—non-transparency: when financial instruments and sub-markets (shadow sectors) are poorly understood, the risks they engender are also misunderstood. So, when finance CEOs themselves readily admitted that they didn’t really understand the stuff their traders were fooling around with, that was a bad sign.
Now, you might well argue that since humans are generally thought to be risk averse, when they don’t understand something like a synthetic CDO, they won’t screw around with it, right? Actually, wrong. Go read your Minsky: as expansions mature, risk aversion flips. As John Cassidy put it, when it comes to financial markets stability is destabilizing…go figure.
—Securitization: It’s a fine thing in terms of generating liquidity to package and recirculate debt, but only if at least two criteria are met. First, the credit rating agencies must reliably rate the quality of securitized debt, and two, lenders need to always have some skin in the game. Absent those criteria—Bob reminds us of IBGYBG loans (broker one to broker two: “by the time this note comes due, I’ll Be Gone, You’ll Be Gone, so why worry?”)—securitization can lead to underpriced risk.
—Too much easy money printed by the Federal Reserve: I tend to support Fed monetary stimulus and have worried much more about the central bank choking off growth based on the phantom menace of inflationary spirals. But I put this in here because it’s probably the most common view as to why risk has been underpriced. Many observers incorrectly believe that the Fed is stoking the shampoo cycle (“bubble, bust, repeat”). How can I brazenly say “incorrect?” Read the book.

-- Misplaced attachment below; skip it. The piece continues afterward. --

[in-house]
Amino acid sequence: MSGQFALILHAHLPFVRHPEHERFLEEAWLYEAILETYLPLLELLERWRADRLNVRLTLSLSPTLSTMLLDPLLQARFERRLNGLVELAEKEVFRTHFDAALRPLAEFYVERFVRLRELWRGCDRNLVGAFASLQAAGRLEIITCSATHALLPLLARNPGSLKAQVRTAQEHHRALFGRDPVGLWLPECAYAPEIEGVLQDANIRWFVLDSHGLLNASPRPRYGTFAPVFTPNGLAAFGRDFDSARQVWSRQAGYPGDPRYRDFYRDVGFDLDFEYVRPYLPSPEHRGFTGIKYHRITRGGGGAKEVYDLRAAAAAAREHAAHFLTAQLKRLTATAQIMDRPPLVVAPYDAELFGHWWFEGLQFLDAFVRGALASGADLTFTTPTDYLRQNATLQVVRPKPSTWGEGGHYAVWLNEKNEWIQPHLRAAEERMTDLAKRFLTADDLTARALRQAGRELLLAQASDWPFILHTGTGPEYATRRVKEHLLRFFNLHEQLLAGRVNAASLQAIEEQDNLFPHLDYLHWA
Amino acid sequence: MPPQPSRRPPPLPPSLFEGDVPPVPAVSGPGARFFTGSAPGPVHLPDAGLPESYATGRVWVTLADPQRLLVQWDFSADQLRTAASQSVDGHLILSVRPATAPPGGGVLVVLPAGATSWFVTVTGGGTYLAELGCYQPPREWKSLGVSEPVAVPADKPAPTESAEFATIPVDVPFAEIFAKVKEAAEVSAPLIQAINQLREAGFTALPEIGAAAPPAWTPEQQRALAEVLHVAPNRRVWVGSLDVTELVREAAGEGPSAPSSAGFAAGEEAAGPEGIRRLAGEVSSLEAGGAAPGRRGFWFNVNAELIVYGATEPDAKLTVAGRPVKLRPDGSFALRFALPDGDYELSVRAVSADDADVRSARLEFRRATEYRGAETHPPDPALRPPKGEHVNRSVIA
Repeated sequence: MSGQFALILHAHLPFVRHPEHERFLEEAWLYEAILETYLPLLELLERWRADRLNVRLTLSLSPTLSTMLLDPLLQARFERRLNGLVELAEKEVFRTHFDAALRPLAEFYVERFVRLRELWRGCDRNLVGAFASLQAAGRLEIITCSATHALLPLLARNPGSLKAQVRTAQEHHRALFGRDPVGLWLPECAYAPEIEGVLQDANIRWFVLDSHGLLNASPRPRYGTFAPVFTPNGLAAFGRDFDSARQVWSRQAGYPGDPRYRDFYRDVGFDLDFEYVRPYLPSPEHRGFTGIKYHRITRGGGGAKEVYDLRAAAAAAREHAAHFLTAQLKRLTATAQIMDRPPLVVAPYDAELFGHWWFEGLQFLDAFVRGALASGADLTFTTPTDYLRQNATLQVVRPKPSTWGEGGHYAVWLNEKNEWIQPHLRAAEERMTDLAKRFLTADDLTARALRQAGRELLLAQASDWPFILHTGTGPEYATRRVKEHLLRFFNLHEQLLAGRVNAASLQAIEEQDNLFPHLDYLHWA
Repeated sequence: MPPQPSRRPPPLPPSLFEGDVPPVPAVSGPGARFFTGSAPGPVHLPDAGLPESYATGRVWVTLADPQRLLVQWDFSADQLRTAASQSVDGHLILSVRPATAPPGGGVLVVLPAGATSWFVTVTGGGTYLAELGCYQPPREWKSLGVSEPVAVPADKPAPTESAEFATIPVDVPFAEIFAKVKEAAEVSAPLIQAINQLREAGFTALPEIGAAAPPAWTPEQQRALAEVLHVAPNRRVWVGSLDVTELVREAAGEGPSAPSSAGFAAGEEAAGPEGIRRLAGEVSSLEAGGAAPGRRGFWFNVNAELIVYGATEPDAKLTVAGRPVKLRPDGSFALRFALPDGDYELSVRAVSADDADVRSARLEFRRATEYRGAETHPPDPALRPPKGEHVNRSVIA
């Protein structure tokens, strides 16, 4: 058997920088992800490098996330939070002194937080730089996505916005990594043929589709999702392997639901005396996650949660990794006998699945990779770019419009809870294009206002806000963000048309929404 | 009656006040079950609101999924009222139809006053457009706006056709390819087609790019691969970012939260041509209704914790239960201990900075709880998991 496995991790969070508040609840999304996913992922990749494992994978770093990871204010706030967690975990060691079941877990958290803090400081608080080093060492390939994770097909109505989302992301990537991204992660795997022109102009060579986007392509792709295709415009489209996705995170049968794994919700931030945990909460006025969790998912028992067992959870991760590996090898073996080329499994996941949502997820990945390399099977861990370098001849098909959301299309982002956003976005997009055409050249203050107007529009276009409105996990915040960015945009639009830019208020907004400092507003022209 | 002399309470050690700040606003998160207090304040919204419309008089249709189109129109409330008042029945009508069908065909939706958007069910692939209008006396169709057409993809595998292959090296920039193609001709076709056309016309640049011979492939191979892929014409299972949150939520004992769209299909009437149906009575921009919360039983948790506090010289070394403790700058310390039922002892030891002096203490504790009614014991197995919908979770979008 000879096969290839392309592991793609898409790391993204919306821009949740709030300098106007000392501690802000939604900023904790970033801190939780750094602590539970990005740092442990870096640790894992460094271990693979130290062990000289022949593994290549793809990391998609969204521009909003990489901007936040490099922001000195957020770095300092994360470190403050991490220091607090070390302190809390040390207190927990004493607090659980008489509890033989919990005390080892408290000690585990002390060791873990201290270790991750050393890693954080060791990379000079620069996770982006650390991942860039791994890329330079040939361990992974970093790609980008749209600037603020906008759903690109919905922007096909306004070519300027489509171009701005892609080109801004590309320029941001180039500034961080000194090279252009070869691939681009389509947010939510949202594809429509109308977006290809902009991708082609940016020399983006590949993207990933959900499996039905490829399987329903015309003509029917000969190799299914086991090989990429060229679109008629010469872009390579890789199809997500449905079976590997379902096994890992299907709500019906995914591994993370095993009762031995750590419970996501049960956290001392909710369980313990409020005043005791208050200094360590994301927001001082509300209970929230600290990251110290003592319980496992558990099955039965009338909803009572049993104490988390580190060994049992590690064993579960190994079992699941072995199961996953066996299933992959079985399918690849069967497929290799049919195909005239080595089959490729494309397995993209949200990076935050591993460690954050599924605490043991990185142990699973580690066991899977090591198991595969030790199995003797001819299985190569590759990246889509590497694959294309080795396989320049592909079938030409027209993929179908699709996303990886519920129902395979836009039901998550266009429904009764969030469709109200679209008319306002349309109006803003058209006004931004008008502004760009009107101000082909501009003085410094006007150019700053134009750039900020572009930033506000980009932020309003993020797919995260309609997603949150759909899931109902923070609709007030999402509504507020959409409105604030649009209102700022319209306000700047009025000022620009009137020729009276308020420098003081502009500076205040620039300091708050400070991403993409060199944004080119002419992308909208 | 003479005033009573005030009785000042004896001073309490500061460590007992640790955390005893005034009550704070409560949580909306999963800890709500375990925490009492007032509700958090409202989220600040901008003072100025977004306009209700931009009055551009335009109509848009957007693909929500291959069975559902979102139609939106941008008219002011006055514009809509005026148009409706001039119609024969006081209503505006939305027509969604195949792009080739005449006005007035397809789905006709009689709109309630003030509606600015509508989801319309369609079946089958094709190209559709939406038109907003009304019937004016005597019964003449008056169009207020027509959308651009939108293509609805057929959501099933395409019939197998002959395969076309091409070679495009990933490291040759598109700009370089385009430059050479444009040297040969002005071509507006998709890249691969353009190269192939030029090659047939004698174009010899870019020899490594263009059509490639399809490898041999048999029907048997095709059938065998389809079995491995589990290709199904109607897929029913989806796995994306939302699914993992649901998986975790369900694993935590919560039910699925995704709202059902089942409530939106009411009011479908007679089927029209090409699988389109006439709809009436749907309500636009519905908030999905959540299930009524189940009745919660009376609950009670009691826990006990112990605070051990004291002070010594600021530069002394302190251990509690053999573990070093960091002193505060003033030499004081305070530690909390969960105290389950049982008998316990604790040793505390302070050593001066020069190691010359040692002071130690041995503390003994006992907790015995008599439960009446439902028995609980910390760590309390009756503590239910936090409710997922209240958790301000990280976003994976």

–Income inequality and wage stagnation: When inequality creates a wedge between the economy’s growth and the paychecks of lower- and middle-income people, the only way for them to get ahead is by borrowing. When that demand collides with the supply of credit flows suffering from the flaws just noted, risk is underpriced and bubbles inflate.
So, fix all of those, and the likelihood a bad debt accumulation is much diminished.
Finally, reading Bob’s anti-austerity message at a time when budget deficits are contracting sharply led me to wonder: do those of us who inveigh daily about the damage of austerity measures right now believe that deficits matter at all? Is there no time when we should worry about fiscal imbalances?
I’d be very interested in Bob’s thoughts on this [listen to them at the end of the video] but I’ll offer two right here:
–First, a higher debt level means we’re more exposed to interest rate spikes. That’s not a reason to avoid higher debt in downturns, especially given the lower interest rates that accompany periods like this one. But it is a motivating factor for lowering your stock of publicly held debt in recovery.
–Second, you don’t want your debt/GDP ratio to be perceived by policy makers as “too high” at the end of an economic expansion, because when the next recession hits, it will need to go higher. So you want to get to a lower perch, as it were, in the recovery so you’re well positioned for the debt ratio to go up, as it must in a downturn.